The dramatic movie También la lluvia is a complex movie where controversial issues are shown, as for example, the hunger and the access to basic needs. It has won 3 Premios Goyas (Spanish Awards) in 2010.

 

Dr. Pablo Calderón Martínez on the BBC today

Dr Pablo Calderón Martínez, Lecturer in Spanish at Aston, spoke in the BBC World’s program ‘World Business Report’ on the prospects for the Spanish economy after the new released GDP figures indicate the Spanish economy has been consistently growing for the last eight quarters. This means that Spain is in line to become Europe’s fastest growing economy. Yet not everything is rosy. Pablo briefly discusses how the Spanish economy needs to keep growing to recover what was lost during the recession, as well as the grim prospects for long-lasting recovery if structural problems are not addressed. You can see the full interview here.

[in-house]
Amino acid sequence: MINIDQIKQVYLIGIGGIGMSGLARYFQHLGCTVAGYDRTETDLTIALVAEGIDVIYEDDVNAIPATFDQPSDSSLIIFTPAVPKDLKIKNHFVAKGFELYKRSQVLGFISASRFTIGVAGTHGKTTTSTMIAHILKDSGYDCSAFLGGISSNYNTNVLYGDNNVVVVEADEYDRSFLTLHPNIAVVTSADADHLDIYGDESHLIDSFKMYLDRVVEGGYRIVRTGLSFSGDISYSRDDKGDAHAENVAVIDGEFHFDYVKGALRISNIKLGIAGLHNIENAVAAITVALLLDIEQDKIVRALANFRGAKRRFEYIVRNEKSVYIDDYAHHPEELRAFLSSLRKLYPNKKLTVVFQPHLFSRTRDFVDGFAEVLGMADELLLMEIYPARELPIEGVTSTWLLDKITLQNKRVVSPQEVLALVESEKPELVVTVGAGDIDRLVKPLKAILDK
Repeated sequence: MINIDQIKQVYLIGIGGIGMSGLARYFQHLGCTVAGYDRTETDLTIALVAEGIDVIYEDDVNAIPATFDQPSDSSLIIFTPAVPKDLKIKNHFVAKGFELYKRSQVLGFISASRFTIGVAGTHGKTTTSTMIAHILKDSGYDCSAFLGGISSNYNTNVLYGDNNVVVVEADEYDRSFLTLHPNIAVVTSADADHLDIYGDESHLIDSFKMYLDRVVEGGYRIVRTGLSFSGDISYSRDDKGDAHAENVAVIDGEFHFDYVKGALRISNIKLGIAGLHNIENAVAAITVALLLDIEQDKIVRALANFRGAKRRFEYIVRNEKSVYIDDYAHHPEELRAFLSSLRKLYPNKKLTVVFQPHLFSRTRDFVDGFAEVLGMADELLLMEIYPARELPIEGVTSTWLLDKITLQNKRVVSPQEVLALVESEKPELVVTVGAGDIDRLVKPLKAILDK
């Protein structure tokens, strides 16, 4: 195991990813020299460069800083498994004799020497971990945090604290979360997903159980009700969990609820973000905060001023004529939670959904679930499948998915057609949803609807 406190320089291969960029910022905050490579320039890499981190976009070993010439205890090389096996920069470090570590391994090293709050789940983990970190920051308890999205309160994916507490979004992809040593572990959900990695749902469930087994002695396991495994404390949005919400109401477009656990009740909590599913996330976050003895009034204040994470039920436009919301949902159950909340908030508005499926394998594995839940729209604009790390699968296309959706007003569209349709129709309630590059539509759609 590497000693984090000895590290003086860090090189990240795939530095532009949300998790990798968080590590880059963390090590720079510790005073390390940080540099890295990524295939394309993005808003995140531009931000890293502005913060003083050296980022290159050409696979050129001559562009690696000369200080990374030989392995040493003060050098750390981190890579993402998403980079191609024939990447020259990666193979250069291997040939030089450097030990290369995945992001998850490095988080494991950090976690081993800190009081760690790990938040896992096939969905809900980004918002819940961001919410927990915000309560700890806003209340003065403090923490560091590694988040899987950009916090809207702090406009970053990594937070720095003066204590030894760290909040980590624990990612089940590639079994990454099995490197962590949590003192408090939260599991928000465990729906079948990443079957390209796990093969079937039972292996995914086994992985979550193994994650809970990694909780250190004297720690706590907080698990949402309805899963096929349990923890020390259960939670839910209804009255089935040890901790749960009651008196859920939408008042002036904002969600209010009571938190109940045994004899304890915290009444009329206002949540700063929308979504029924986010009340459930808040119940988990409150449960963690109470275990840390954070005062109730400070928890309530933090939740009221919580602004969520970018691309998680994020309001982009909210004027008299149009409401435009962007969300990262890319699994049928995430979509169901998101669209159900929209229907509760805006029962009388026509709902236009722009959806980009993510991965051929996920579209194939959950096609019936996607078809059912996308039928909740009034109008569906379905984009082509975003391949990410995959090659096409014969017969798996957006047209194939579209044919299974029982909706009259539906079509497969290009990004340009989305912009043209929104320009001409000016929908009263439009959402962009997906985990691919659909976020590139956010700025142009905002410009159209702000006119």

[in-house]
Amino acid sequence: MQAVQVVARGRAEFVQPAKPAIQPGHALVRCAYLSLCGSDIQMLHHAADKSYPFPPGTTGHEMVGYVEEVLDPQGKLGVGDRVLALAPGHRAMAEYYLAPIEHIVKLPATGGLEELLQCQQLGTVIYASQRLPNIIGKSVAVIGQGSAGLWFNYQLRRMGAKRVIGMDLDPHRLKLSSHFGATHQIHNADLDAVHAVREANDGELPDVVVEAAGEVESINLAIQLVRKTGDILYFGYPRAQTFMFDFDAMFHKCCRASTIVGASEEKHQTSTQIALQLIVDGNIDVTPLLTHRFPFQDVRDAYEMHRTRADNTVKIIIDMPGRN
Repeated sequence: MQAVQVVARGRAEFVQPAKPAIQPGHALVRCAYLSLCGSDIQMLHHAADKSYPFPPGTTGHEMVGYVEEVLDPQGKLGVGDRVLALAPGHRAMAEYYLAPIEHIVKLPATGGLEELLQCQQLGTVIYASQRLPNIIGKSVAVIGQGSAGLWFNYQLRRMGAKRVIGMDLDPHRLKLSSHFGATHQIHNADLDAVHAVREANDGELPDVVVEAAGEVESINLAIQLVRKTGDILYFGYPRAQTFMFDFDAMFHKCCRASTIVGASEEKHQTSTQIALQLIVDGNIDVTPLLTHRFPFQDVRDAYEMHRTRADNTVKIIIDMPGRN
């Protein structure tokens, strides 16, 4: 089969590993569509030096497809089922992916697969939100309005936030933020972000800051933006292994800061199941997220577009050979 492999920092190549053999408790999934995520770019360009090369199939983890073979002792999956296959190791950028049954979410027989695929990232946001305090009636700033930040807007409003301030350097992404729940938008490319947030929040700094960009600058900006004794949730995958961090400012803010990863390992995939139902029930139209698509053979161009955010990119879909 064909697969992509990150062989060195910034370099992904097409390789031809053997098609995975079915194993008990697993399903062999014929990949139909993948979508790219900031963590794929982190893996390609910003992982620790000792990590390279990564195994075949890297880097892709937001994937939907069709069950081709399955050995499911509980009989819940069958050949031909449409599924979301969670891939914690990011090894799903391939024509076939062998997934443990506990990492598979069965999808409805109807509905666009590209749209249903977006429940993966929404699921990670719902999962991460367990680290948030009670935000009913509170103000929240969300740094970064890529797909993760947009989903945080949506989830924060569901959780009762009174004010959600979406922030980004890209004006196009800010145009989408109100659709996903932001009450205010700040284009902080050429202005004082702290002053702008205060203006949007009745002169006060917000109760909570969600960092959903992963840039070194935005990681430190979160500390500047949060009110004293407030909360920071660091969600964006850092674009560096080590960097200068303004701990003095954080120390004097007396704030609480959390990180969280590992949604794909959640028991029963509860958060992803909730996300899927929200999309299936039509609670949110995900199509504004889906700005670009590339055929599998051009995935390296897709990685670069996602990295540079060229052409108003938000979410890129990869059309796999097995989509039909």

7 incredible weeks in a small town called Benissa by Nabihah Malik

IMG_7839This summer I was lucky enough to receive the opportunity to work as a Primary English teacher with Inglaterra en Casa. I can honestly say that the moment I landed back in the UK and stepped off that flight, the nostalgia already began to kick in.

When I first heard that I’d received the job I was absolutely ecstatic – totally over the moon. (I didn’t actually think I would get it!) Upon arriving in Valencia late evening, it was an hour or so drive to Benissa. I couldn’t really see much as the sun had already set and if it is at all possible to get jet-lag from a 2 hour flight, then I was suffering from it! As I’d arrived a few days early, I had the opportunity to explore the town; I embraced my chance to be a tourist with open arms! Benissa is very small, and I mean you could probably tour the whole town in half a day, but that’s not to say I didn’t enjoy what I saw. The streets, although very tranquil, were filled with vibrant colours and reflected the culture of Benissa beautifully. The locals were all very friendly and welcoming and I basically (uh-oh get ready for the cliché) fell in love with the town! (I did warn you!)